Each OC-3 compatible line terminal equipment 30 and 35 may handle up to 2016 channels of bearer traffic on 1A and another 2016 channels on 1B. Each line terminal equipment may have multiple banks (1A-1B). Bearer payload processors 50, 51, 52 through N receive and transmit bearer traffic from base stations and other telecommunication equipment. Each bearer payload processor (BPP) 50, for example, is coupled to both line terminal equipment 30 and to line terminal equipment 35. Each BPP 50 transmits the same stream of bearer traffic to line terminal equipments 30 and 35. Each line terminal equipment inhibits downstream BPPs from regarding the protection OC3 links 2A and 2B from DCS 15. Normal operations involve BPPs regarding only data forwarded from the working line terminal equipment interface.

Since working OC3 link 1A and protection OC3 link 2A connect different line terminal equipments 30 and 35 respectively to the DCS, a single failure will not remove both the working and protection link. In general, the working link 1A and protection link 2A are both capable of transmitting the same data through the DCS 15 to the mobile switching center 10.

The working OC3 link and protection OC3 link (1A and 2A) are split to different line terminal equipments 30 and 35.

This not only provides for fault recovery of a cut OC3 link but provides for recovery for a fault in the line terminal equipment. Further, since each bearer payload processor 50-N is cross coupled to both line terminal equipments 30 and 35 via a High-speed Circuit Interface (HCI) interface 40, any OC3 link failures and line terminal equipment failures are detected and the faulty units switched out of service; and the arrangement will detect interface faults in the HCI interface and the bearer payload processors.

Thus, the automatic protection switching has working OC3 links on separate line terminal equipments from protection OC3 links. When a cut in the OC3 link cable is detected the system will automatically route bearer traffic from link 1A to link 2A, for example.

Now turning to FIG. 2, a block diagram of a signaling method for line terminal equipment health and status information in accordance with the present invention is shown. As shown in FIG. 1, line terminal equipments 30 and 35 are shown coupled to high speed circuit interface 40 and to bearer payload processors 50-N. Only bearer payload processor 50 is shown in FIG. 2 for the sake of simplicity and for purposes of explanation only.

Line terminal equipment 30 transmits bearer payload stream or simply bearer traffic 62 on link 70 to BPP 50. Within bearer traffic 62 there are several bytes of health and status information pertaining to line terminal equipment 30. This health and status information 66 is for channel bank 1A which couples line terminal equipment 30 through digital cross connect switch 15 to the mobile switching center 10. These health and status bytes include APS K-bytes and are appended onto the stream of bearer traffic 62.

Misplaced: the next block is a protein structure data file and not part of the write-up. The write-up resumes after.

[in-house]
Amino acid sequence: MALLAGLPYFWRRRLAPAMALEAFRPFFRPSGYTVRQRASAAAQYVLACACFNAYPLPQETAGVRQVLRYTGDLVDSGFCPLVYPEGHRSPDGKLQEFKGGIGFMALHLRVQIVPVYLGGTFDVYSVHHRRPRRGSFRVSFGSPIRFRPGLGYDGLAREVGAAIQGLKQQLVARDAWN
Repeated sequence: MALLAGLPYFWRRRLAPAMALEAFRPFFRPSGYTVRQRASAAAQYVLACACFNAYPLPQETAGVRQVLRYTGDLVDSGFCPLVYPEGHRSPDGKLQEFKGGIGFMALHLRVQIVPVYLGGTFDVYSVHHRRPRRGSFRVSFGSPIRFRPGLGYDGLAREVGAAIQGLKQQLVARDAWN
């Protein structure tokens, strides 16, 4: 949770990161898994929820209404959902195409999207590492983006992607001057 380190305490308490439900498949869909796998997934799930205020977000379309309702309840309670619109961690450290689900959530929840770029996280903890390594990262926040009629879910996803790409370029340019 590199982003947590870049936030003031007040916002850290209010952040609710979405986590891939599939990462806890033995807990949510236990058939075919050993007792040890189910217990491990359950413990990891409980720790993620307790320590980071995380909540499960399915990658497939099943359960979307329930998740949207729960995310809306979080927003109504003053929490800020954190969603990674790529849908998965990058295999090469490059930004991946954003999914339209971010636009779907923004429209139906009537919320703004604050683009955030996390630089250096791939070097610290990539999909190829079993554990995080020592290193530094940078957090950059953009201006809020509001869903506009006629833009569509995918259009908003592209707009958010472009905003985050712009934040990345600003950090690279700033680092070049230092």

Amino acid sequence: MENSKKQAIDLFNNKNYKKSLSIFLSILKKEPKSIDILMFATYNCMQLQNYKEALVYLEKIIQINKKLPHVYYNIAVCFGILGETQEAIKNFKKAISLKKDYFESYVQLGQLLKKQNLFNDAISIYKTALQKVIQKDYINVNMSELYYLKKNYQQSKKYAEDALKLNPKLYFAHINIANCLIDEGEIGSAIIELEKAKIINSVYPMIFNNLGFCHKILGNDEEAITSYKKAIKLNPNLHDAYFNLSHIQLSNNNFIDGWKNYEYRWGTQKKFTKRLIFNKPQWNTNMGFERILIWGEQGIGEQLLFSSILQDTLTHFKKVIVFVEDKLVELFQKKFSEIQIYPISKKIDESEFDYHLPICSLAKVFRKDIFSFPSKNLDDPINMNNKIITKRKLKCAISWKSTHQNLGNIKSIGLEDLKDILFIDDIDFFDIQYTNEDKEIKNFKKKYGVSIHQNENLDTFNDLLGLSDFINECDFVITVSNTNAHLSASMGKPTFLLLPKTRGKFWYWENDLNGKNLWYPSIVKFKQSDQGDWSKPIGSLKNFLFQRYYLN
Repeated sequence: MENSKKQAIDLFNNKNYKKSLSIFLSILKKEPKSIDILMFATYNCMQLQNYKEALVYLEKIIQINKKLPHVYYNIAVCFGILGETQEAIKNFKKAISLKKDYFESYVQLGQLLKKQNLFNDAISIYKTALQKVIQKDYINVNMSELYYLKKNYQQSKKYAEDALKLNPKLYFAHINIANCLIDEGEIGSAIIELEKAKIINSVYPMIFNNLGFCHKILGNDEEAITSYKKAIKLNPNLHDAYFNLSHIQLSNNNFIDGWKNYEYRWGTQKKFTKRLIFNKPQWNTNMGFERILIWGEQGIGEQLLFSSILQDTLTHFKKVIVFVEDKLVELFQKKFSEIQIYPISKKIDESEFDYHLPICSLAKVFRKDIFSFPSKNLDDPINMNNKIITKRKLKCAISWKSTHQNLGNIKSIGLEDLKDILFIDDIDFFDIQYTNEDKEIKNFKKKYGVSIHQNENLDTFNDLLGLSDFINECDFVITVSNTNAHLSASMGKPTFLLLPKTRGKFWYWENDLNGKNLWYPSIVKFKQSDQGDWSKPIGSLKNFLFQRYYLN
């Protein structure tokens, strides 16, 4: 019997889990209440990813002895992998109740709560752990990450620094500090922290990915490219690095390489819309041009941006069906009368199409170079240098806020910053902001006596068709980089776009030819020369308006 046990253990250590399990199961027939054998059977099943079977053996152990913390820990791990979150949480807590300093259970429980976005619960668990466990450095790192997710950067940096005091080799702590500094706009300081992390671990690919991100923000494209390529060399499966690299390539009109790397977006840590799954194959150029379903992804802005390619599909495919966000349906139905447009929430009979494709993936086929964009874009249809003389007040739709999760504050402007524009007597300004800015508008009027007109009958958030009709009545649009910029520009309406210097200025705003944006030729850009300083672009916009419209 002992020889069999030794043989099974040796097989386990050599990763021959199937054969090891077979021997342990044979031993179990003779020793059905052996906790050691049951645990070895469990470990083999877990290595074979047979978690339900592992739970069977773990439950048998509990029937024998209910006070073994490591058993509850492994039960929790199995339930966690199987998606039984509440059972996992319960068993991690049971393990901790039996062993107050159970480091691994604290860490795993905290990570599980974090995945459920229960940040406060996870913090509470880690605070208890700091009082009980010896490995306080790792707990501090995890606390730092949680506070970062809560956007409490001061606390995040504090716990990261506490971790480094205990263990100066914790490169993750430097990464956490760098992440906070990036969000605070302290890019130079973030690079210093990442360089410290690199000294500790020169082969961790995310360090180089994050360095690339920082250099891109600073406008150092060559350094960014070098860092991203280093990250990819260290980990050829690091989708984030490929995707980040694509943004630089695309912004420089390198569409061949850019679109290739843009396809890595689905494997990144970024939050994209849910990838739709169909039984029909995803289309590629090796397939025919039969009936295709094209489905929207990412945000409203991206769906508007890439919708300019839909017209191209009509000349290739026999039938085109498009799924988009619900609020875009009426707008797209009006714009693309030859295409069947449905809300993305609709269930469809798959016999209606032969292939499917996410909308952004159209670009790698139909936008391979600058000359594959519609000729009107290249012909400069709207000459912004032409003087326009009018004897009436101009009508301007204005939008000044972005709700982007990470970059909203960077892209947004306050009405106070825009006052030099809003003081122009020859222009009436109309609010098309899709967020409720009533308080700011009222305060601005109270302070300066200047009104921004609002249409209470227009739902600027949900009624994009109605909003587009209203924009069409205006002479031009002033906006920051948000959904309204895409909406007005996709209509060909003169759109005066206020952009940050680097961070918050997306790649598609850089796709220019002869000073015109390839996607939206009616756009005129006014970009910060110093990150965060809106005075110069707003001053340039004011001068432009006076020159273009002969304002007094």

Similarly, for channel bank 1B bearer traffic stream 64 is transmitted on link 60 to bearer payload processor (BPP) 50. Bearer traffic stream 64 includes a number of bytes indicating the health and status of channel bank 1B and any associated APSK bytes 68. Bearer traffic stream 64 is also transmitted on link 60 to BPP 50. LTE 30 sends a bearer traffic stream to each BPP 50-N including the health and status information 66 and 68. This health and status information is part of the bearer traffic of payload 62 and 64 for each of the channel banks 1A and 1B associated with a particular LTE 30.

The health and status information 66 and 68 is collected and analyzed by each of the BPPs. BPP 50 then makes any adjustments necessary as a result of the health and status information 66 and 68. That is, if BPP 50 is informed that channel bank 1A is faulty, it immediately switches its transmission of bearer traffic to line terminal equipment 35 bank 2A.

In addition, each BPP 50 concatenates the health and status information of each of the banks of line terminal equipment 30, for example. BPP 50 then transmits the concatenated health and status information to LTEs 30 and 35. That is, BPP 50 transmits the concatenated health and status information 66 and 68 along with its bearer traffic as bearer traffic 72 and 74 on link 70. That is, each LTE 30 and 35 receives its own channel bank health and information status back along with the status of each of the other line terminal equipments. Similarly, BPP 50 transmits bearer traffic 70 and 72 along with health and status information 66 and 68 concatenated into the bearer traffic to LTE 35.